Thursday, October 17, 2019
Is this a legal bedroom?
Many people who are fortunate enough to have a finished basement have some sort of room down there that's being used as a guest room. However, when listing a property, many people ask the question, "is this a legal bedroom?" According to building codes in the state of Virginia, there are several things that are required to answer that question with a "yes!" First, the room has to be of a certain size at minimum. Specifically, it must be at least 70 square feet (or 100 square feet if there are two people living in it), and it must have at least 7 foot ceilings. The room also has to have access to a bathroom, without having to go through another bedroom to get there. In addition, you have to be able to heat the room, either with vents from the HVAC system or baseboard heating (space heaters do not count).
So that brings me to perhaps the most important point, and certainly the one the that is most debated. The room has to have two means of egress (or exit), one of which must lead directly outside. That means the room must have at minimum, a door by which you enter AND a window or door leading outside. If it is a window, it can't be one of those small transom windows either. A person, specifically a fireman in full gear, must be able to enter and exit the room through that window in case of a fire, so it has to be at least 20" x 24" (or 5.7 square feet). The window also must be accessible, so no more than 44" from the ground. It's important that the window is operable and doesn't have any bars or grates covering it. Now, the window does not have to be at ground level, so it's alright if it's in a well with a ladder.
One common misconception is that you just have to have two exits in the room, so some people will finish a basement with a room that has two doors in it and try to call it a bedroom. However, unless one of those doors leads directly outside, it does not count! Two doors leading into the rest of the basement does not satisfy the fire safety codes. Another very common misconception is that you must have a closet in the room for it to be considered a bedroom, but you actually don't! Interestingly, closets are not required in the building code.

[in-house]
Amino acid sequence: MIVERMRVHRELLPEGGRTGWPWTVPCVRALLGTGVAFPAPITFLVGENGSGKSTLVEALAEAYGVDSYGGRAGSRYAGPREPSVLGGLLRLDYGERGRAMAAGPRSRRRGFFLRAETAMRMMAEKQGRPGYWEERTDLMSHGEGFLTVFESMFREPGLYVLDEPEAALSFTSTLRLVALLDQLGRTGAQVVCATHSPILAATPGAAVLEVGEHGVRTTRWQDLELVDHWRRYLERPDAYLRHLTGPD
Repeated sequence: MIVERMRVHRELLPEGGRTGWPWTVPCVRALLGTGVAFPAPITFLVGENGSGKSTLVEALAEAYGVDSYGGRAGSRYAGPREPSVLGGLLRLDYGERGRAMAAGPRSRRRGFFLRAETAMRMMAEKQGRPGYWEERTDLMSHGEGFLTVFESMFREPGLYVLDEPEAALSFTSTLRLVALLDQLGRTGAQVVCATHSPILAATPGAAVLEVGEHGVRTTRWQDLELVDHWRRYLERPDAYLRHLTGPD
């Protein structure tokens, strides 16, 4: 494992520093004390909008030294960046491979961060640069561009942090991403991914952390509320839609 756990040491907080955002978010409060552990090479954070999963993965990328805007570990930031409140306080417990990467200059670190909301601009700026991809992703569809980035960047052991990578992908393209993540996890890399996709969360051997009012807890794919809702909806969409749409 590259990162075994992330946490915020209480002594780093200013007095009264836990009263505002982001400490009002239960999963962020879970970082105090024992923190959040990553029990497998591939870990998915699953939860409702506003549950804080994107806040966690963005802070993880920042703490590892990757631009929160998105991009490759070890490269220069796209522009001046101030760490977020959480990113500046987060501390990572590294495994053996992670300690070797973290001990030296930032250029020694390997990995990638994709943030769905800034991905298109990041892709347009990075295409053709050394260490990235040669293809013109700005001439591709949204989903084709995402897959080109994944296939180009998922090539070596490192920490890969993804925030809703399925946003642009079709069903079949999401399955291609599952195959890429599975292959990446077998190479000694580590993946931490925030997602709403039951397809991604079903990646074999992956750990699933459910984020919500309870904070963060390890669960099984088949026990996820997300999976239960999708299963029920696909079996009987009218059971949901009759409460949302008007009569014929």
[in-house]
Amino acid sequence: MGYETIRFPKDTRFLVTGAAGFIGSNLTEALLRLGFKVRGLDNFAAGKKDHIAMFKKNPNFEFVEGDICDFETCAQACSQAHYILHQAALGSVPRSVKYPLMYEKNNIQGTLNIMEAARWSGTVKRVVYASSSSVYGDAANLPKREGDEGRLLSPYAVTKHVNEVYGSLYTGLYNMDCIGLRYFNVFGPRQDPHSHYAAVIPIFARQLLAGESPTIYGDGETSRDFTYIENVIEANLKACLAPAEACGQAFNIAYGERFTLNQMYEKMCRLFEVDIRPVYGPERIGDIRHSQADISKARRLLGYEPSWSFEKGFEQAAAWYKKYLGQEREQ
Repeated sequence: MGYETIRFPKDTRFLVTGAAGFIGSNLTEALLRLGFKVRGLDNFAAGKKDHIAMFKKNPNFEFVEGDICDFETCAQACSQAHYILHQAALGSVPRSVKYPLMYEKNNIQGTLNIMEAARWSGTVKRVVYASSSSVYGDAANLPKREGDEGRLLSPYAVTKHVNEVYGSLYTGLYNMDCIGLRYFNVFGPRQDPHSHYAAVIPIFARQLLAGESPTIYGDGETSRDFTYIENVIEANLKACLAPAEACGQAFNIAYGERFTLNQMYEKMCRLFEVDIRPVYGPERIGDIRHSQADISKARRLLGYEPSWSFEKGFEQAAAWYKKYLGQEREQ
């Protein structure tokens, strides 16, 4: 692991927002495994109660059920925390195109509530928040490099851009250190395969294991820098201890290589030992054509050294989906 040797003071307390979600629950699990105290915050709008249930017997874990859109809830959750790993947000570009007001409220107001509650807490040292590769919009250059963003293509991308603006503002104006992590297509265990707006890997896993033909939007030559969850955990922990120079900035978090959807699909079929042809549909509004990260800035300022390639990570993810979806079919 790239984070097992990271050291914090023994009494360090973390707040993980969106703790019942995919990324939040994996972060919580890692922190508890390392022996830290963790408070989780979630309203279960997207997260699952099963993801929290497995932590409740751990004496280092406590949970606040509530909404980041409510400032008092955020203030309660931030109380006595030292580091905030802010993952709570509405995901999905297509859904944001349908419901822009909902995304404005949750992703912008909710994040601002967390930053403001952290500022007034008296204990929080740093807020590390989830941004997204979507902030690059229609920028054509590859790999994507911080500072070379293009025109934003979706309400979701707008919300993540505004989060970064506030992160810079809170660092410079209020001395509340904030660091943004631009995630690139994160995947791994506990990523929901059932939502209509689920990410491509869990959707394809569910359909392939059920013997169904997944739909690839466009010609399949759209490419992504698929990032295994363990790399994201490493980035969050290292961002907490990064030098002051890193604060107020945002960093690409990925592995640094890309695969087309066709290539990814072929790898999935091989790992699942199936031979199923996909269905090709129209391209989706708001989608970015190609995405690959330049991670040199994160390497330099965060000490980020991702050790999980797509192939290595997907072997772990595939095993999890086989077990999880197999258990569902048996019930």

So this all brings me to my next point: What's the benefit of having that extra legal bedroom? Well, let's just look at some simple statistics using Loudoun County as an example. In the last 6 months, the average 3 bedroom single family home (under 3,000 sq. feet) sold for about $556,000. Using the same criteria, the average 4 bedroom single family home (under 3,000 sq. feet) sold for about $593,000. That's a difference of $37,000. So what's the benefit? When you're selling your home, quite simply, more bedrooms means more money.
Is it possible to turn that basement "den" into a legal bedroom? That of course depends on a number of factors, as detailed above. But assuming the room meets the size and height requirements and has access to a bathroom, the biggest question is: does the room have at least one exterior wall? If the answer is yes, then it is possible to put in an egress window to make that room a legal bedroom. As I noted before, the window does not have to be at ground level. With that in mind, in order to make the room a bedroom, you'd need to add a window, and the way you'd do that is to dig down and create a window well (with a ladder depending on the depth of the window).
I'm sure you're thinking, "that sounds expensive!", but you might be surprised. The average cost in Loudoun to install an egress window is between $1,500-3,000 and is largely dependent on the amount of excavation required. (So if your basement is completely below ground, it will be the most expensive, but if you already have a transom window, the cost won't be as high.) Of course, that is no small amount of money, but when you have the potential to sell your home for an additional $30,000+ just because you put in the window and made that bedroom a legal one, is it worth it? I say yes!